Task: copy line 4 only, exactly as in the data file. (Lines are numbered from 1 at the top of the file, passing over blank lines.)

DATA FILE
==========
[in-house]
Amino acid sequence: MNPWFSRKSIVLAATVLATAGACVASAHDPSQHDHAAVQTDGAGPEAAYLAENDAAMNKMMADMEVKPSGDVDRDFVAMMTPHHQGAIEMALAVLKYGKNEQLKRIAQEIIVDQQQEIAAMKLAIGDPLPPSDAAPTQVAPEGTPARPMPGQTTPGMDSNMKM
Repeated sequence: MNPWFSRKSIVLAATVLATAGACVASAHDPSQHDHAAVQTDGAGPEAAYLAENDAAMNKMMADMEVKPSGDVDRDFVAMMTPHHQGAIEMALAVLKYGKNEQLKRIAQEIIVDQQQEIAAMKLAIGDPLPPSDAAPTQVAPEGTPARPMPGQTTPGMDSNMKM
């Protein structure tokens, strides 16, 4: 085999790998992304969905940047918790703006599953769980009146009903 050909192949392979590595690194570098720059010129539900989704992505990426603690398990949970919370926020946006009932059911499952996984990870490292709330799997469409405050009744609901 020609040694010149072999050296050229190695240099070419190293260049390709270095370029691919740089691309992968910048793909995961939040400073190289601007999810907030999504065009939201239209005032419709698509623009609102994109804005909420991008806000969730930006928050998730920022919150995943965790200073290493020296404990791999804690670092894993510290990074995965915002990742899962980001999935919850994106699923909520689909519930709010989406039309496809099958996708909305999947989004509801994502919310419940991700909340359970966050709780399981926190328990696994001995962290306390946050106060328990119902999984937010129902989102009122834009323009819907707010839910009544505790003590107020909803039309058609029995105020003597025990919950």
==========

């Protein structure tokens, strides 16, 4: 085999790998992304969905940047918790703006599953769980009146009903 050909192949392979590595690194570098720059010129539900989704992505990426603690398990949970919370926020946006009932059911499952996984990870490292709330799997469409405050009744609901 020609040694010149072999050296050229190695240099070419190293260049390709270095370029691919740089691309992968910048793909995961939040400073190289601007999810907030999504065009939201239209005032419709698509623009609102994109804005909420991008806000969730930006928050998730920022919150995943965790200073290493020296404990791999804690670092894993510290990074995965915002990742899962980001999935919850994106699923909520689909519930709010989406039309496809099958996708909305999947989004509801994502919310419940991700909340359970966050709780399981926190328990696994001995962290306390946050106060328990119902999984937010129902989102009122834009323009819907707010839910009544505790003590107020909803039309058609029995105020003597025990919950």